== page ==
One of the many things I love about playing the piano is that there is no guessing. When you hit the key, it produces a note. You don’t have to worry about if it is “right on,” if it’s in tune, unless several years have passed without the piano being tuned. When you press the key, you can tell right away if it’s the right note. It’s immediate aural feedback. There is no wandering aimlessly up and down the strings, like with the violin.
Lately, I have been digging out old piano music books, some of which I haven’t really looked at for many years. What seemed so difficult before is now “doable.” I am not great, but at least I can play the music with relative ease. You would laugh if I told what music it is (old movies that shall remain nameless because from this modern perspective they seem quaint and cheesy). I still mainly play classical music, but once in a while I need a break from it, just like on the violin. Also like the violin, I have my current challenge, and that, at the moment, is Beethoven’s Moonlight Sonata. Almost everything seems easy after that.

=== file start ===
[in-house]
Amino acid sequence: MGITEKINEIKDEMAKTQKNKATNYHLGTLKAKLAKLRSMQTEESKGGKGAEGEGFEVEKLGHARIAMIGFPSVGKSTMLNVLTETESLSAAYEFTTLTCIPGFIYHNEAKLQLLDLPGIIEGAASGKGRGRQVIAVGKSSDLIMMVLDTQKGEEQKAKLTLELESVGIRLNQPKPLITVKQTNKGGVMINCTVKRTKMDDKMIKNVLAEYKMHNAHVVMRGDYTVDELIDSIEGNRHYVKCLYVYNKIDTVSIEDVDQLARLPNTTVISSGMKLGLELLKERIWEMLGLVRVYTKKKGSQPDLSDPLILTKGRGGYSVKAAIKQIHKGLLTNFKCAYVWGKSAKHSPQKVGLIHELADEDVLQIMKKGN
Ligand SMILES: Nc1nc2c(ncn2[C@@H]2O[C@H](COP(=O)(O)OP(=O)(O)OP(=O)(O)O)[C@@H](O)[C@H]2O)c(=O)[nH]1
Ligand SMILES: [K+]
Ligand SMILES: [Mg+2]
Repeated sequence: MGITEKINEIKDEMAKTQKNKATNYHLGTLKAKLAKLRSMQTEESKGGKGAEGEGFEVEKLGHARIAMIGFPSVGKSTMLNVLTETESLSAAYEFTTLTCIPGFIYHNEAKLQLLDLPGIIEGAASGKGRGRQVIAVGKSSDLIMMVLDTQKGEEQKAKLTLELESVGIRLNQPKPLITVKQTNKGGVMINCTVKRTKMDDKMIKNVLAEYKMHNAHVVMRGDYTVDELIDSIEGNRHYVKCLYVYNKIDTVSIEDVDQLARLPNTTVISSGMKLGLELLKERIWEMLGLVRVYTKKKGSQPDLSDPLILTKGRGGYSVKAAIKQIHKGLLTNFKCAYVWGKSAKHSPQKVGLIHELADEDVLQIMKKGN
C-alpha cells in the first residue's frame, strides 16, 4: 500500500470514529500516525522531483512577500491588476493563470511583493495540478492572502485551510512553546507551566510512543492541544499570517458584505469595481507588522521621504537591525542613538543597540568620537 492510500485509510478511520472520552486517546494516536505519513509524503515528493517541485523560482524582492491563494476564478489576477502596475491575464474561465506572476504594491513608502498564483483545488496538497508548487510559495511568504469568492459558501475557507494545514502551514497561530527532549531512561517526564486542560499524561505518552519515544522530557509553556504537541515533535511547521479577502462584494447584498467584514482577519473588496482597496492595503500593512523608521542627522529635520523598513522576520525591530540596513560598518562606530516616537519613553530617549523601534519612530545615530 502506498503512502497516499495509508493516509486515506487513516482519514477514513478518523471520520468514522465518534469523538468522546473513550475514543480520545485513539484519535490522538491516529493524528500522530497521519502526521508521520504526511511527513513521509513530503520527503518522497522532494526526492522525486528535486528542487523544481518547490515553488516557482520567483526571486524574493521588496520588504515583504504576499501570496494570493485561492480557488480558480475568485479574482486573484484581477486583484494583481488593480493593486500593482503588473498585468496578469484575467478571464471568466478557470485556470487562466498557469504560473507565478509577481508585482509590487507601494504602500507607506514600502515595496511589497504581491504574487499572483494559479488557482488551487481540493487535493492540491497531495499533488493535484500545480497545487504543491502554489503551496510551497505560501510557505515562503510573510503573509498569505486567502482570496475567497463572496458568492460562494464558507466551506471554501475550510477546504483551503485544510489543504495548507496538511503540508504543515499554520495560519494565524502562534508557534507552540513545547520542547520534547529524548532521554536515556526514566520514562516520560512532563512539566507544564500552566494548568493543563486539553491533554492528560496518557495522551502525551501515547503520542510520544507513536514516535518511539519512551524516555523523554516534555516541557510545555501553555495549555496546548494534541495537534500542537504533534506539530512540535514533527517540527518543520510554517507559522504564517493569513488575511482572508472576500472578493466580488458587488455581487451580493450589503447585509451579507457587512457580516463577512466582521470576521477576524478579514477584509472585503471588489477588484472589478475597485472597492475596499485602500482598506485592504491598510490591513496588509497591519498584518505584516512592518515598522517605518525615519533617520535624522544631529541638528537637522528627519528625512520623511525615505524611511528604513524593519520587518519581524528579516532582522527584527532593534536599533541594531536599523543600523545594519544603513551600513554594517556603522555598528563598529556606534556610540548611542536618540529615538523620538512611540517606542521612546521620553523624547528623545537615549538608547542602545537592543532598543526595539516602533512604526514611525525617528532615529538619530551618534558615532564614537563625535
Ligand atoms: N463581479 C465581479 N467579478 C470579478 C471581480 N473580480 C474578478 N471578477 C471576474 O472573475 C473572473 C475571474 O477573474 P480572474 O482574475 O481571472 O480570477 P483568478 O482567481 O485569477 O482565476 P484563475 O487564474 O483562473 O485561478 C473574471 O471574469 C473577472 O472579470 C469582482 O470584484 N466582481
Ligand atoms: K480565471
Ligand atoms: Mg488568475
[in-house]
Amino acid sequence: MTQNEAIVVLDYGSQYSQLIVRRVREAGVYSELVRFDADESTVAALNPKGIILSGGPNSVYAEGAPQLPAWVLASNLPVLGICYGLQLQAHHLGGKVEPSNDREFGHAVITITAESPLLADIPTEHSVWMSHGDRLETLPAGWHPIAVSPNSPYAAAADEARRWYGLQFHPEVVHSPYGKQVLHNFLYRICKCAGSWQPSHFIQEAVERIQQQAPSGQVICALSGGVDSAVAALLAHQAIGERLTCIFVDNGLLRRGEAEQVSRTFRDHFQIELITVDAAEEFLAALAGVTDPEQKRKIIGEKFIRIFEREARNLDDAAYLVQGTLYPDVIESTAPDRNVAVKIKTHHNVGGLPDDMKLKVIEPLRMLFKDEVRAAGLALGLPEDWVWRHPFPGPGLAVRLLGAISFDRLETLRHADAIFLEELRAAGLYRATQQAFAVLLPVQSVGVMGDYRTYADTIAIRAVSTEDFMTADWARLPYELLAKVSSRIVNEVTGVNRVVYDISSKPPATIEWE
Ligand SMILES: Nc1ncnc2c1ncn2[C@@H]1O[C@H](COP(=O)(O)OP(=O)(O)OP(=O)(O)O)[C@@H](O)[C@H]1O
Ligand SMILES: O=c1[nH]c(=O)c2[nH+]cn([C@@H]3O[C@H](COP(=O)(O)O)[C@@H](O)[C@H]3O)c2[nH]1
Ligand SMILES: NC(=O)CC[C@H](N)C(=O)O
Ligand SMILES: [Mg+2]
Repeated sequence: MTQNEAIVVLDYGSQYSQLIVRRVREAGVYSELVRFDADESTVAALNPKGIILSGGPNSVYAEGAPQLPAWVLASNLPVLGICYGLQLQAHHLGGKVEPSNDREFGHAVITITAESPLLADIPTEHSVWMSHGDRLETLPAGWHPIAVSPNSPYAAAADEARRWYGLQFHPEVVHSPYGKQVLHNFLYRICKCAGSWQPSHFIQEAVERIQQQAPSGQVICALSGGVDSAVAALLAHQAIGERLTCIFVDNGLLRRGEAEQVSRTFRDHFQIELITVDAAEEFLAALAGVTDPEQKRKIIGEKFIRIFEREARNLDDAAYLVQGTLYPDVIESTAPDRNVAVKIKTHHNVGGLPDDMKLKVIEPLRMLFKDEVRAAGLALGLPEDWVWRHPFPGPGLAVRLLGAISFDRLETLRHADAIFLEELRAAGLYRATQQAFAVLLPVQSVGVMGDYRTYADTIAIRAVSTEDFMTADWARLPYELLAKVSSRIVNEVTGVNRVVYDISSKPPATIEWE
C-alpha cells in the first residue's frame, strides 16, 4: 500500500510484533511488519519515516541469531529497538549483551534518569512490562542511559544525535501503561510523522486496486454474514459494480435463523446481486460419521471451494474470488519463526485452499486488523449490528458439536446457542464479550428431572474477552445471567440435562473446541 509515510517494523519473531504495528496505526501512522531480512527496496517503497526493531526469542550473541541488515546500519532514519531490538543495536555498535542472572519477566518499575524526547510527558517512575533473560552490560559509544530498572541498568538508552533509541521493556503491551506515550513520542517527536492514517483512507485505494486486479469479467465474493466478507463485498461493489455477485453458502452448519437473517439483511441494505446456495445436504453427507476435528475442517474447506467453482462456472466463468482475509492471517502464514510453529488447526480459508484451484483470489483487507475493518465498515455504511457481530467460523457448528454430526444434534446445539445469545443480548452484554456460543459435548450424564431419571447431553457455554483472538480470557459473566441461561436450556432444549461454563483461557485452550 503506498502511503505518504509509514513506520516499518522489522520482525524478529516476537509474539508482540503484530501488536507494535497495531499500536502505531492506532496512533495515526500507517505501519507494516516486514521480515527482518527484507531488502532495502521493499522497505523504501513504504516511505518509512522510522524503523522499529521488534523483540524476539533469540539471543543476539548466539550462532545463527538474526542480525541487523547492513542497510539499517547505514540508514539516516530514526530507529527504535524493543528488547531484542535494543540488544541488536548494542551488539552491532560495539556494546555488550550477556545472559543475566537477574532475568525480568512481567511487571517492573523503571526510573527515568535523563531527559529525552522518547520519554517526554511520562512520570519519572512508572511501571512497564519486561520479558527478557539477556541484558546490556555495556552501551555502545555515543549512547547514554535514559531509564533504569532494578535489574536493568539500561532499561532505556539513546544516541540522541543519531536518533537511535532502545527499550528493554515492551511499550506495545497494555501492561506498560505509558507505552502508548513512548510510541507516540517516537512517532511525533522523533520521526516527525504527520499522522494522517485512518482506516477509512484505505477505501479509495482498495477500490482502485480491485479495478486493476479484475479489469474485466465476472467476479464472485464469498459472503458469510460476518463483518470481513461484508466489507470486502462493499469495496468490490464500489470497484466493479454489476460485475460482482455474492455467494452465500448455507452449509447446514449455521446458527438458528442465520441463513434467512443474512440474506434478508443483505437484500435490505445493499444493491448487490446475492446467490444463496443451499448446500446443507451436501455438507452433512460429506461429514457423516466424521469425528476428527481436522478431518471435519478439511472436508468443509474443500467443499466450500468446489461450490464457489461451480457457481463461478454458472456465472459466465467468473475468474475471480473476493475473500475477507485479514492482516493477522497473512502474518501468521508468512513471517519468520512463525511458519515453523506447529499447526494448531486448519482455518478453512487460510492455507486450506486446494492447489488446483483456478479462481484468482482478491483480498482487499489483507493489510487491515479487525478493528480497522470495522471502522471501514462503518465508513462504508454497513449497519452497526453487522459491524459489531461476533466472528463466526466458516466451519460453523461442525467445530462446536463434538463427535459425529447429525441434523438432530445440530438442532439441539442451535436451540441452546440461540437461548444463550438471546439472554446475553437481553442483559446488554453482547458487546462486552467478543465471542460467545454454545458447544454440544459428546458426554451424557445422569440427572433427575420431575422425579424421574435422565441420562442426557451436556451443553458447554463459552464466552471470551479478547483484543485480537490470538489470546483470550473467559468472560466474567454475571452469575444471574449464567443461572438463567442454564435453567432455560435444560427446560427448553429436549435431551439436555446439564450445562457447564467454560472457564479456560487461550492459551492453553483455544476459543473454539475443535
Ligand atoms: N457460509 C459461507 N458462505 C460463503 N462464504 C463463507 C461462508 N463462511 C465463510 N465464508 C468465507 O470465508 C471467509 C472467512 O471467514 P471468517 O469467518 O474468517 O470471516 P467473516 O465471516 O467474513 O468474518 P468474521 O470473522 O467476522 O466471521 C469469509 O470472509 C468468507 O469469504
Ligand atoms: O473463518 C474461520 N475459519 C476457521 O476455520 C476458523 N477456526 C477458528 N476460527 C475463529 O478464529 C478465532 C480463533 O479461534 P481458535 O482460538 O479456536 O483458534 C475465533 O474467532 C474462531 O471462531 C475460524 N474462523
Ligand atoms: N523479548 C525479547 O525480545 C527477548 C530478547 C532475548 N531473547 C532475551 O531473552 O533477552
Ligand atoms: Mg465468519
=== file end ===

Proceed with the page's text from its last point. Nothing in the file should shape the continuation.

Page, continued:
Tonight I loved that it was stormy outside, the rain falling steadily around the house, thunder booming occasionally, the wind kicking up in spurts and gusts. Inside, warm and dry, I made the piano growl, then thunder. I picked some notes in a sonata that I was working on, notes that sounded like the rain outside, let them chase themselves up and down the keyboard under my dancing fingers. I was lost in that world for a while until I finally came to and realized 45 minutes had passed. (I should have started dinner long ago.)
So, I reluctantly pushed myself away from the keyboard and vowed to return tomorrow. At least this week is spring break, and I will have plenty of opportunities to revisit that warm happy place of relief.
And I don’t even care who hears me.